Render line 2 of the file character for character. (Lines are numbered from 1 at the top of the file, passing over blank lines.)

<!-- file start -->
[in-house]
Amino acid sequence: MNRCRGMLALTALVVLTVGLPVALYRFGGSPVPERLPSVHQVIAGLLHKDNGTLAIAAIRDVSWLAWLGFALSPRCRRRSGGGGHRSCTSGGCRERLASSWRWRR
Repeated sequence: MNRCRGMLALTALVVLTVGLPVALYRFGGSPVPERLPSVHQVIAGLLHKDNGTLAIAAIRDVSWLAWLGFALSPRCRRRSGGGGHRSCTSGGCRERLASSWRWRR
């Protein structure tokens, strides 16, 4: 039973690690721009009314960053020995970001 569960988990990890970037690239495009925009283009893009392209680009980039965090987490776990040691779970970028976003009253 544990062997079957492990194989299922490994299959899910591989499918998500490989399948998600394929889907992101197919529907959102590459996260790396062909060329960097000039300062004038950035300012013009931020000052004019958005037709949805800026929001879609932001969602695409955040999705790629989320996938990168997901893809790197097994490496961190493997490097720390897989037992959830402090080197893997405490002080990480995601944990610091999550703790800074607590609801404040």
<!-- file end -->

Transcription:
Amino acid sequence: MNRCRGMLALTALVVLTVGLPVALYRFGGSPVPERLPSVHQVIAGLLHKDNGTLAIAAIRDVSWLAWLGFALSPRCRRRSGGGGHRSCTSGGCRERLASSWRWRR